This project aims at studying the behaviour of these smart materials close to instability (buckling) – a point where the electro-mechanical or magneto-mechanical behaviour of material changes drastically resulting in extreme deformations. A major outcome of this project will be the prediction of post-buckling response of smart materials. These insights will provide significant value towards design of various devices made of these composites. You will have the opportunity to work closely with all the team members at the Glasgow Computational Engineering Centre (GCEC) as well as colleagues in other schools and universities.
This PhD project is suitable for students with interests in topics such as solid mechanics, structural engineering, computational mechanics, applied mathematics, or electromagnetics.
Supervisor: Prashant Saxena
Constitutive modelling of the time effects on mechanical behaviour of sand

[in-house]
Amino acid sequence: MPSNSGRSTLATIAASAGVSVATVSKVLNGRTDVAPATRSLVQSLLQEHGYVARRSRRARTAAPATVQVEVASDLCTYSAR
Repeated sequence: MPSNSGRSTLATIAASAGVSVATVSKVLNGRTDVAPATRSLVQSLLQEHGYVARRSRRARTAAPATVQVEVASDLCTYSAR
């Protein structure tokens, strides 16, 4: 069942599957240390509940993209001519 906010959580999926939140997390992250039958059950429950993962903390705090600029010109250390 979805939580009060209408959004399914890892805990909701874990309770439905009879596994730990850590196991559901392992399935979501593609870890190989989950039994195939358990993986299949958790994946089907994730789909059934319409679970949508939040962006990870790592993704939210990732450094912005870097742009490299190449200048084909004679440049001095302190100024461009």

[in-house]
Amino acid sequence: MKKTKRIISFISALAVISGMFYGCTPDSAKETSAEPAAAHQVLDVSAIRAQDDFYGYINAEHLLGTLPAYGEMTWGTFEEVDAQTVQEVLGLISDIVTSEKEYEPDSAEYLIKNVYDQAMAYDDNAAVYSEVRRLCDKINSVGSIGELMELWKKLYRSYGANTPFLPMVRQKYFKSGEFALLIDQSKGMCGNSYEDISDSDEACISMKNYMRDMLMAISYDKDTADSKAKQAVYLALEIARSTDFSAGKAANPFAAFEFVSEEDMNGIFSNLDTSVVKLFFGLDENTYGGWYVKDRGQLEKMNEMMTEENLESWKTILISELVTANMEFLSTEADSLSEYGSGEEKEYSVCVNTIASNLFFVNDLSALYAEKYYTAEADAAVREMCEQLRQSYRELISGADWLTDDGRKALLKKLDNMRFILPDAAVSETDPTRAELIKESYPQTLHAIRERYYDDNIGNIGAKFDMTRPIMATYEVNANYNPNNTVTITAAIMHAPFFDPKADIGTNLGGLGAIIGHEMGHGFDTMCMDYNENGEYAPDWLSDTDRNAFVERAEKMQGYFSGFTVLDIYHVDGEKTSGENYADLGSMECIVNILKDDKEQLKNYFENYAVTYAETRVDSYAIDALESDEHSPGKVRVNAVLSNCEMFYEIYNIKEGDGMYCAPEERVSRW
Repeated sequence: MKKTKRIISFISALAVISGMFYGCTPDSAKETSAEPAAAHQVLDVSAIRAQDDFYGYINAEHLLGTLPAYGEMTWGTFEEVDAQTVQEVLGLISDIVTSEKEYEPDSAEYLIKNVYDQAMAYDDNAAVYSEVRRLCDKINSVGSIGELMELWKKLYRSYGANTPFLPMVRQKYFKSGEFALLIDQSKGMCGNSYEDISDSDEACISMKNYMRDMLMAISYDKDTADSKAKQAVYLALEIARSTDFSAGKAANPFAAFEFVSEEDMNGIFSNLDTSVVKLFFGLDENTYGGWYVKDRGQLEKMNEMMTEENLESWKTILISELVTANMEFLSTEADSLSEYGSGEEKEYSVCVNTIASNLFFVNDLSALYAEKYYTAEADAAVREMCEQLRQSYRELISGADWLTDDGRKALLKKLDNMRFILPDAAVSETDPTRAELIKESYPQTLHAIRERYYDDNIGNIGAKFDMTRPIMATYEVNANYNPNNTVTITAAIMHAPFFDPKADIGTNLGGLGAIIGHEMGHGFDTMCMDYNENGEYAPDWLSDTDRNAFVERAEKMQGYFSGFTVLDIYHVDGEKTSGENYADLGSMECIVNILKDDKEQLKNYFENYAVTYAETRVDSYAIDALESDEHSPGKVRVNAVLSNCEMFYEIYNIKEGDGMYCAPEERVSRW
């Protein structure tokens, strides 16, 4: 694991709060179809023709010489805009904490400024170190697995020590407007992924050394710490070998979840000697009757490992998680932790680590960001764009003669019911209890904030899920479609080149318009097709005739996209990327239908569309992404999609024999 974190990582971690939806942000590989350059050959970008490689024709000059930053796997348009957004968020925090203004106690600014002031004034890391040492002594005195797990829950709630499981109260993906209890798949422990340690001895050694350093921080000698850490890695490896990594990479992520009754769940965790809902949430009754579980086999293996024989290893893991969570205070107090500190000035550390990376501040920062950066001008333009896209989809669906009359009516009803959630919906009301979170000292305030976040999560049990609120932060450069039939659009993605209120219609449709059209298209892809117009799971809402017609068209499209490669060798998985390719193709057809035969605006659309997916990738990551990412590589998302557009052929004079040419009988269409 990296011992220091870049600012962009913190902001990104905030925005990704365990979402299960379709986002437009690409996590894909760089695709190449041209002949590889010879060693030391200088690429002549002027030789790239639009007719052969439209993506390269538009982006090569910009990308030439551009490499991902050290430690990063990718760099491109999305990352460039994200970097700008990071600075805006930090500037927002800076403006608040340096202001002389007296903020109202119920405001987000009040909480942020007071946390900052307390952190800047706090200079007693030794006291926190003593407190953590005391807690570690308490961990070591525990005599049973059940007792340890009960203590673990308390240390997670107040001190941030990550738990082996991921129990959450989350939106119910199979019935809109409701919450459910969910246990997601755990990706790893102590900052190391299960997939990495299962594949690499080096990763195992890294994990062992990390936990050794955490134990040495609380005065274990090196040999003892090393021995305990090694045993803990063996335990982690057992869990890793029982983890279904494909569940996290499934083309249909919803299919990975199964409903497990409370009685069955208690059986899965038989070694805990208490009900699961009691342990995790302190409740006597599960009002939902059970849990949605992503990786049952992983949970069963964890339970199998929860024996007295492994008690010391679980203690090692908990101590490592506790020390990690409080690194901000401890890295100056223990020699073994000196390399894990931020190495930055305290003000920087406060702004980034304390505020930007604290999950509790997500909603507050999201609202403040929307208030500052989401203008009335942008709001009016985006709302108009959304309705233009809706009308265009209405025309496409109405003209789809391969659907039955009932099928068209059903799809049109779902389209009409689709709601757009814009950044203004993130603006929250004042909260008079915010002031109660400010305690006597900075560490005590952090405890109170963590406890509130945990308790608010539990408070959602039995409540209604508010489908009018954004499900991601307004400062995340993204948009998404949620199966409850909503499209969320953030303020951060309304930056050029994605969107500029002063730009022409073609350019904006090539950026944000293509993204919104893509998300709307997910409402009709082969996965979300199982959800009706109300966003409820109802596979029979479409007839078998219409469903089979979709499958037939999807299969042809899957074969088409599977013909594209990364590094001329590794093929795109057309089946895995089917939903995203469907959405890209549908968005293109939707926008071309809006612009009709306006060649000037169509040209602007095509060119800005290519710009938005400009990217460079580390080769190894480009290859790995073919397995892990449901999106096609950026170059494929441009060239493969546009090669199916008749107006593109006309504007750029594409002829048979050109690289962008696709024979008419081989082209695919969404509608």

The mechanical behaviour of sand is time-dependent. Time effects in granular materials comprise rate effects and aging effects. Rate effects include rate dependent stress-strain relation, creep (time-delayed accumulation of strain at constant stress) and stress relaxation (stress change at constant strain). The aging effects, which are used to describe changes in engineering properties (e.g., stiffness and stress-strain relation) of sand with time, could be attributable to changes in internal structure of sand associated with static fatigue at particle contacts, contact force homogenization, formation of interlocking or cementing agents and/or time-delayed particle movement. These time effects has significant influence on practical geotechnical design. For instance, long term observations showed that sand creep can induce large settlement of foundations built on sand. The settlement after construction may reach 35% of the total one. Neglecting such settlement can result in dangerous designs. Consideration of aging effects on mechanical properties of sand can lead to safer and more cost-efficient design. Abundant experimental and field tests indicate that the bearing capacity of driven piles in sand increase with time, which is known as pile setup. In some cases, the increase can reach 100% in just 3 months. This is attributable to sand aging. This project aims to develop a comprehensive constitutive model to describe time effects on mechanical behaviour of sand. The main objectives are: